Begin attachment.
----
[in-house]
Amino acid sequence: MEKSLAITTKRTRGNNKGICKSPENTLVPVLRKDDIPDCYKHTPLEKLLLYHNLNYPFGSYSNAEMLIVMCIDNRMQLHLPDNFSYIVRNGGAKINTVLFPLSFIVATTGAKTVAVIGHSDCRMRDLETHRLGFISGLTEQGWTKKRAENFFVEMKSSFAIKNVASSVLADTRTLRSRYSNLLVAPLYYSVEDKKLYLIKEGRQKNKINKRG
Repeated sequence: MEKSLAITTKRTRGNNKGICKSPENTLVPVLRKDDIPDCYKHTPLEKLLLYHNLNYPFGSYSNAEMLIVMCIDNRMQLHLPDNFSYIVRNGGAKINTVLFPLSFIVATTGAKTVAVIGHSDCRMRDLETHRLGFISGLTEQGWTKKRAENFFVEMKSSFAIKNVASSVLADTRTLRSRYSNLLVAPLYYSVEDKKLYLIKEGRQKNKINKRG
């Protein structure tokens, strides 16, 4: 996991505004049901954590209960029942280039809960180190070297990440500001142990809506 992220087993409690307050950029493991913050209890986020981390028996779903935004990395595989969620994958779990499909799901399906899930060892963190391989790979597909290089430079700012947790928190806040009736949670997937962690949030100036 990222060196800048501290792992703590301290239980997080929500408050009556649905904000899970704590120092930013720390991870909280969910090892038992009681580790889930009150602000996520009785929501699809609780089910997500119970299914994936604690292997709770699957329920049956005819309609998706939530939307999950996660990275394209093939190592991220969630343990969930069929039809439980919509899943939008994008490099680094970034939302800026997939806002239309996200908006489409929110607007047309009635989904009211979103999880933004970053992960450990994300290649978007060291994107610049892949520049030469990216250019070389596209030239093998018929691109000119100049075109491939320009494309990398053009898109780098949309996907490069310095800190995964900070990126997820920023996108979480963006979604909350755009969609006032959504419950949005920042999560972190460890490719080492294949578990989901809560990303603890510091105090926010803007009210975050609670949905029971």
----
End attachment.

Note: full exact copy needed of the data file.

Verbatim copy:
[in-house]
Amino acid sequence: MEKSLAITTKRTRGNNKGICKSPENTLVPVLRKDDIPDCYKHTPLEKLLLYHNLNYPFGSYSNAEMLIVMCIDNRMQLHLPDNFSYIVRNGGAKINTVLFPLSFIVATTGAKTVAVIGHSDCRMRDLETHRLGFISGLTEQGWTKKRAENFFVEMKSSFAIKNVASSVLADTRTLRSRYSNLLVAPLYYSVEDKKLYLIKEGRQKNKINKRG
Repeated sequence: MEKSLAITTKRTRGNNKGICKSPENTLVPVLRKDDIPDCYKHTPLEKLLLYHNLNYPFGSYSNAEMLIVMCIDNRMQLHLPDNFSYIVRNGGAKINTVLFPLSFIVATTGAKTVAVIGHSDCRMRDLETHRLGFISGLTEQGWTKKRAENFFVEMKSSFAIKNVASSVLADTRTLRSRYSNLLVAPLYYSVEDKKLYLIKEGRQKNKINKRG
């Protein structure tokens, strides 16, 4: 996991505004049901954590209960029942280039809960180190070297990440500001142990809506 992220087993409690307050950029493991913050209890986020981390028996779903935004990395595989969620994958779990499909799901399906899930060892963190391989790979597909290089430079700012947790928190806040009736949670997937962690949030100036 990222060196800048501290792992703590301290239980997080929500408050009556649905904000899970704590120092930013720390991870909280969910090892038992009681580790889930009150602000996520009785929501699809609780089910997500119970299914994936604690292997709770699957329920049956005819309609998706939530939307999950996660990275394209093939190592991220969630343990969930069929039809439980919509899943939008994008490099680094970034939302800026997939806002239309996200908006489409929110607007047309009635989904009211979103999880933004970053992960450990994300290649978007060291994107610049892949520049030469990216250019070389596209030239093998018929691109000119100049075109491939320009494309990398053009898109780098949309996907490069310095800190995964900070990126997820920023996108979480963006979604909350755009969609006032959504419950949005920042999560972190460890490719080492294949578990989901809560990303603890510091105090926010803007009210975050609670949905029971």